Borneo is famous for its orangutans and the highlight for many travellers here is to see them in the wild. While it is possible to join trips going deep into the jungles of Sarawak and Sabah, these can be expensive and while there are an estimated 20,000 or so orangutans in Borneo there’s no guarantee you’ll actually come across them.
Orangutans are naturally shy creatures and live solitary lives mostly up in the trees so it can be hard to come across them.
So many short on time that want guaranteed sightings will visit places like the Semenggoh Rehabilitation Centre, just outside Kuching (Sarawak) or the Sepilok Orang Utan Sanctuary near Sandakan (Sabah).
I visited the former during my visit to Kuching as I was very keen to see these “people of the forest” – the direct translation of the name orang utan. What’s important to note about the orangutans at Semenggoh is that while they aren’t purely living in the wild, they are largely free to come and go as they please.
Food is provided twice daily to supplement their needs as there simply isn’t enough protected forest left for them to roam. Apparently large adults will naturally roam a large area of forest each day just to find enough to eat, so without the supplemented diet at Semenggoh there wouldn’t be enough food for them all.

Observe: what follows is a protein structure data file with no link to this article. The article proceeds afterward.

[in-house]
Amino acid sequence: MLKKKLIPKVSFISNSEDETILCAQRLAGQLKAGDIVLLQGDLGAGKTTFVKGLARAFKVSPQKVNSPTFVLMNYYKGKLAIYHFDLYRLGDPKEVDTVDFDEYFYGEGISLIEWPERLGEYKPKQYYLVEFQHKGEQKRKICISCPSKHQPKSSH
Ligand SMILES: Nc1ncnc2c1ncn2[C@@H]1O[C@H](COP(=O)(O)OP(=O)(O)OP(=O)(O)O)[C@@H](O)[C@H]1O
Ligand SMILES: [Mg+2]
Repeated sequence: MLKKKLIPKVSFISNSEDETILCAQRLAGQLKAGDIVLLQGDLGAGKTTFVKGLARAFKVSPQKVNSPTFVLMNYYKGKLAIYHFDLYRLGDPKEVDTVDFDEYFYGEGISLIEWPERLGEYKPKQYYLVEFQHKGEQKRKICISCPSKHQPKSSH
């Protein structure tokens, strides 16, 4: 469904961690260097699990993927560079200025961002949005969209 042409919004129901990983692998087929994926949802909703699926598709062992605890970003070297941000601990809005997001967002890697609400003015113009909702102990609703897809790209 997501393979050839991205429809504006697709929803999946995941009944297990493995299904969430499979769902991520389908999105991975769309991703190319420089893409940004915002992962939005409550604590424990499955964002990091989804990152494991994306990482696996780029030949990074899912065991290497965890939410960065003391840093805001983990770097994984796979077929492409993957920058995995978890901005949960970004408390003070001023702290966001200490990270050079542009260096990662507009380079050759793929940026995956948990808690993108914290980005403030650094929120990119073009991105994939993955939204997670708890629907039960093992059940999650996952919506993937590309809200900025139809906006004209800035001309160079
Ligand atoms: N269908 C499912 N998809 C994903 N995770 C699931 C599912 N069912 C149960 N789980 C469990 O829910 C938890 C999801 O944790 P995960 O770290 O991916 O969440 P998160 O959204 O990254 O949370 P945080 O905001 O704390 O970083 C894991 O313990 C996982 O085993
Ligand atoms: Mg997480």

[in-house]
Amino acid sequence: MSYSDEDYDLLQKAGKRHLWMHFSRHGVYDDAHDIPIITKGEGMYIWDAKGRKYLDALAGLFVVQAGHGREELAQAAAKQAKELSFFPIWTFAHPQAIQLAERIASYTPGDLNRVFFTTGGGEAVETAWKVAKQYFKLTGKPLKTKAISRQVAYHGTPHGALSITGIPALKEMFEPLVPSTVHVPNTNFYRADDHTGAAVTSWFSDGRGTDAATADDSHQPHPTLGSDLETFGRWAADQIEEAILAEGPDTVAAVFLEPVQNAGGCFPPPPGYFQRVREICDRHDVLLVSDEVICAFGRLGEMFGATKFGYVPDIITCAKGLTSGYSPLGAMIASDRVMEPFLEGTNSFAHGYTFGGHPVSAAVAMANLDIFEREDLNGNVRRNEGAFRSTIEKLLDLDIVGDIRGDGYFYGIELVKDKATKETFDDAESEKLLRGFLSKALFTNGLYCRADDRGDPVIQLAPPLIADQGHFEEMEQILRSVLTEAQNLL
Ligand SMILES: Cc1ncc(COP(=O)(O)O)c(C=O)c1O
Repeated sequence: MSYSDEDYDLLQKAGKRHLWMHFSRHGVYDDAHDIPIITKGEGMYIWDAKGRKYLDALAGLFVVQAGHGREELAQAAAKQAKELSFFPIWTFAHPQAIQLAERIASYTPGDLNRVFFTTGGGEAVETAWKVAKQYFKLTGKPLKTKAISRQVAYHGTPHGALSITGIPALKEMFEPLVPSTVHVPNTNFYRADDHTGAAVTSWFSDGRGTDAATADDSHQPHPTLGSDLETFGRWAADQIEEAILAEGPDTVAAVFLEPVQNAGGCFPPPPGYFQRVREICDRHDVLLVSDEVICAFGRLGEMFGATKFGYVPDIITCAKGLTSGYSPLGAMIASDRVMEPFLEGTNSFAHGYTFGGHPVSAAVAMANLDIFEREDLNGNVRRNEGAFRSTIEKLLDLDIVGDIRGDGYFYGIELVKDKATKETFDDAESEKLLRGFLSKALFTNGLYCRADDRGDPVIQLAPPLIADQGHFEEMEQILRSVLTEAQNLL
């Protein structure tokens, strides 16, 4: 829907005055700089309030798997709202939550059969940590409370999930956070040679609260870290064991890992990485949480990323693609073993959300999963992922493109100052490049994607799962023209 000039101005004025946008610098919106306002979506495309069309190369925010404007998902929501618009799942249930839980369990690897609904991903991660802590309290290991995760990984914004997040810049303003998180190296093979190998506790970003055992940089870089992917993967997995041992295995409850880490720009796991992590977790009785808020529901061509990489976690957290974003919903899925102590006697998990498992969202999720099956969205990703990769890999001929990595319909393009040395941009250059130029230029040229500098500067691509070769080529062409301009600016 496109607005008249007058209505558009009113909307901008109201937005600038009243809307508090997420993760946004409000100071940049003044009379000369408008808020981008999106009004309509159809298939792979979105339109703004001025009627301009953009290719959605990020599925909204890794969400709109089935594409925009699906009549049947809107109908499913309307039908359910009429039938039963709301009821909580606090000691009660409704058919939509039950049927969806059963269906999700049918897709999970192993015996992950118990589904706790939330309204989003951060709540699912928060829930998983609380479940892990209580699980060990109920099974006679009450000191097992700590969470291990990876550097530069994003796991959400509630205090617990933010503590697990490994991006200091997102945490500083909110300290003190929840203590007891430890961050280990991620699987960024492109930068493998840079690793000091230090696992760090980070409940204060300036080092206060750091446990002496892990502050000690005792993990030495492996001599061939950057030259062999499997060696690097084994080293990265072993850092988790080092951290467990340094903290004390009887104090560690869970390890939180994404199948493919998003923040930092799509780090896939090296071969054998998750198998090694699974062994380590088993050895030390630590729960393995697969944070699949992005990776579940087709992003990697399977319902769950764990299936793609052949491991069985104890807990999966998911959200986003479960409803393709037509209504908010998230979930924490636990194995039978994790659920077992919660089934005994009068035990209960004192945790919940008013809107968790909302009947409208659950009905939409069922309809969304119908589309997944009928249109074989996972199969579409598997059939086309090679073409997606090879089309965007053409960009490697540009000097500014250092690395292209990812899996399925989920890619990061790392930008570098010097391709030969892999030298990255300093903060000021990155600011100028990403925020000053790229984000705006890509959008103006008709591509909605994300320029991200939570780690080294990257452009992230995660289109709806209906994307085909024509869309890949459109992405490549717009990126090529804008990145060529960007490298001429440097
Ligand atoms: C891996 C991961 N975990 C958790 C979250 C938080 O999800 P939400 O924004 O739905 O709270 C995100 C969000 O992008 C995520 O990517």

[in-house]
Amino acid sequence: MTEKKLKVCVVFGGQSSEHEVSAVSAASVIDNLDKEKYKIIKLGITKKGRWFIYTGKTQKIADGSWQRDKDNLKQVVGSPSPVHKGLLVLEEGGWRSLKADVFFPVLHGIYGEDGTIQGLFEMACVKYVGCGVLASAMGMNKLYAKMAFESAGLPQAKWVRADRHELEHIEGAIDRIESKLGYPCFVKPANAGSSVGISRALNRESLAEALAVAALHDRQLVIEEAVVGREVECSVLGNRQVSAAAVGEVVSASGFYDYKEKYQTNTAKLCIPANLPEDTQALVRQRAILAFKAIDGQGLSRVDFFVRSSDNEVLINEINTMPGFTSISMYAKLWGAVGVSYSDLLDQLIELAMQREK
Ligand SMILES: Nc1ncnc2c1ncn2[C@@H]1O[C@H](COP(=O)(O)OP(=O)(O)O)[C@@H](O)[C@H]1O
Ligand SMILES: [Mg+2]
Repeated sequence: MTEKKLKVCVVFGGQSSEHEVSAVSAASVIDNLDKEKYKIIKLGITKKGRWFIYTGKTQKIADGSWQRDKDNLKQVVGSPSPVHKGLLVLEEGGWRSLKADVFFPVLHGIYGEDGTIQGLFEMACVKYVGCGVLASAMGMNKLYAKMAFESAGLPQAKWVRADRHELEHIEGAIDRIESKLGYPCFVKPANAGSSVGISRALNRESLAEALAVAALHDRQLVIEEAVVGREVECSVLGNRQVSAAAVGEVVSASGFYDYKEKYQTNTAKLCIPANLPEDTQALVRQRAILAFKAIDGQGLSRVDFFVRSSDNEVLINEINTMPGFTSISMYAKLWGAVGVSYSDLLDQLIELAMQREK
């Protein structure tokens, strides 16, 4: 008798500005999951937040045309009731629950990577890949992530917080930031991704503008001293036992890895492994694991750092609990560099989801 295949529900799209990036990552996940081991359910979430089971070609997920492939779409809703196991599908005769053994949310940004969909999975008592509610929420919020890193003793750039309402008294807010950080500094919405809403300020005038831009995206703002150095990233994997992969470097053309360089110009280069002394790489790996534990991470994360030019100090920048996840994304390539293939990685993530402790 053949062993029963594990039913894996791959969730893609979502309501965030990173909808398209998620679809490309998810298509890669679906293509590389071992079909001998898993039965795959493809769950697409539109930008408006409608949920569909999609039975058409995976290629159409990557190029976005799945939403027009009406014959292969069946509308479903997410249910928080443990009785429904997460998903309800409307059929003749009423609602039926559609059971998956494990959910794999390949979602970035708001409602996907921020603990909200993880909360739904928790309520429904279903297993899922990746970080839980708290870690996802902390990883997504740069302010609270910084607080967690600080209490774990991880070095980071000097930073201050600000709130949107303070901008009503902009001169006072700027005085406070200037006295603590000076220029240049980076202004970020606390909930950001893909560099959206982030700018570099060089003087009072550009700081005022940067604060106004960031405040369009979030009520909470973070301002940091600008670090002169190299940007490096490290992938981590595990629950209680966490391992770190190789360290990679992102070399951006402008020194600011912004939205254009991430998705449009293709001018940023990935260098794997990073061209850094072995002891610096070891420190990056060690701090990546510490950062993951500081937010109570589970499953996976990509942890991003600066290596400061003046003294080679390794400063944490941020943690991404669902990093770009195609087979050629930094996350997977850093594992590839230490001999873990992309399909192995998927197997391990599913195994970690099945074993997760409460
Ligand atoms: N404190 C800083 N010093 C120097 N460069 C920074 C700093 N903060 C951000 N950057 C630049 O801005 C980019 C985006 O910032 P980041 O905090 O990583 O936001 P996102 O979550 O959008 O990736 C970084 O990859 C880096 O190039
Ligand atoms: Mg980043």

Orangutans are of course an endangered species and thankfully protected by law in Malaysia. Authorities have been trying to counteract their loss of habitat, and the live animal trade, that has decimated their numbers, by setting up these rehabilitation centres.
We had a car and driver to take us to Semenggoh from the hotel in Kuching as there were quite a few of us. This saved us a 20 minute walk from the gate, as the public bus, number 6, only drops you at the entrance. It also returns at 5pm so you have to watch the time if you go in the afternoon.
It is best to visit during the feeding times which take place daily from 9-10am and 3-3.30 pm. There’s usually a considerable crowd gathered for these so it’s not a completely unique or camera free experience, but once the orangutans start arriving you forget about everything else.
Around 9am workers at the sanctuary started putting out fruit for the primates. This seemed to be predominantly bananas and pawpaw but apparently they are fond of figs, eggs and even the pungent durian. For awhile we all stood there with our gaze skyward to the trees hoping to catch a glimpse of them.
Continue reading (incl. Pics) at: Close encounters of the primate kind – visiting the Semenggoh Rehabilitation Centre